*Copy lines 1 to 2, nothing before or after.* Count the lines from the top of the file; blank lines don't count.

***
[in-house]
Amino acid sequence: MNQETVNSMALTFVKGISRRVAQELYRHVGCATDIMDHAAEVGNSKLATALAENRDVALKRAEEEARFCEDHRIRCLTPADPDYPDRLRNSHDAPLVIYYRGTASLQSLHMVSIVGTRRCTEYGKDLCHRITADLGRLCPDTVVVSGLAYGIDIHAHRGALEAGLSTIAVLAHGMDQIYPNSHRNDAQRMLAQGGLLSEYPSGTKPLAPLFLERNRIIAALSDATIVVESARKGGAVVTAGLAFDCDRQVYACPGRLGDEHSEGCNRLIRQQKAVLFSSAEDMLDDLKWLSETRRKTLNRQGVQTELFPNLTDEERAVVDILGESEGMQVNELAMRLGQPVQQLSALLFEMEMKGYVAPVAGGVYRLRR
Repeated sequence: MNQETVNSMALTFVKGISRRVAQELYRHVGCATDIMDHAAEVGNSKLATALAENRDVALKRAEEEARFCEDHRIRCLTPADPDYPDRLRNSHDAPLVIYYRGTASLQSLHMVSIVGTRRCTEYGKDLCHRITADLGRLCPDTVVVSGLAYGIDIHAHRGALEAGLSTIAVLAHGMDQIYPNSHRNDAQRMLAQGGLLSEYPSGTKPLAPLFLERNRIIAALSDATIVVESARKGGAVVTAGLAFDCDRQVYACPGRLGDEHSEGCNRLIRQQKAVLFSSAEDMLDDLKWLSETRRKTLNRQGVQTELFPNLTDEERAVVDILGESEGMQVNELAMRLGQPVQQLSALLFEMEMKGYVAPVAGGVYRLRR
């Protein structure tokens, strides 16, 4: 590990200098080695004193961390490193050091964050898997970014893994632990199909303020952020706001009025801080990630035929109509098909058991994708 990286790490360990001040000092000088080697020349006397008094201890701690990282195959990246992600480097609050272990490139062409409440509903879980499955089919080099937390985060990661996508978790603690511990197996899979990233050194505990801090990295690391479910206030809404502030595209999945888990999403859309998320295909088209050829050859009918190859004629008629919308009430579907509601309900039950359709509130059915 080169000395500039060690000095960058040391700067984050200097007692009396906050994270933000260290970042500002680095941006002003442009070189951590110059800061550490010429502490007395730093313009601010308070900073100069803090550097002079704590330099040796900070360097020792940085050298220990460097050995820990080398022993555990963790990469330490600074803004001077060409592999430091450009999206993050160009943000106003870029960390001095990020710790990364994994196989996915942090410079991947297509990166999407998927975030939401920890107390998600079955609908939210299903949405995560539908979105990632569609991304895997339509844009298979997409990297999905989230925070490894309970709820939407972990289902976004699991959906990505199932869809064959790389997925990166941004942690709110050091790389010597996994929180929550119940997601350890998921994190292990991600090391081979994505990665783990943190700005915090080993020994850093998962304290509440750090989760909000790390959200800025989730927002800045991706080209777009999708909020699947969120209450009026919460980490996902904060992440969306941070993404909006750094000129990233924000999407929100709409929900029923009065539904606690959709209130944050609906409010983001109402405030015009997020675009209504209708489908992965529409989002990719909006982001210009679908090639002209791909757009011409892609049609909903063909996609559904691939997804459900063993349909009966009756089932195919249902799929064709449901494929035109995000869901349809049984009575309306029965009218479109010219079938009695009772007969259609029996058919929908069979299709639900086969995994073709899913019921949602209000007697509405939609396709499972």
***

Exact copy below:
[in-house]
Amino acid sequence: MNQETVNSMALTFVKGISRRVAQELYRHVGCATDIMDHAAEVGNSKLATALAENRDVALKRAEEEARFCEDHRIRCLTPADPDYPDRLRNSHDAPLVIYYRGTASLQSLHMVSIVGTRRCTEYGKDLCHRITADLGRLCPDTVVVSGLAYGIDIHAHRGALEAGLSTIAVLAHGMDQIYPNSHRNDAQRMLAQGGLLSEYPSGTKPLAPLFLERNRIIAALSDATIVVESARKGGAVVTAGLAFDCDRQVYACPGRLGDEHSEGCNRLIRQQKAVLFSSAEDMLDDLKWLSETRRKTLNRQGVQTELFPNLTDEERAVVDILGESEGMQVNELAMRLGQPVQQLSALLFEMEMKGYVAPVAGGVYRLRR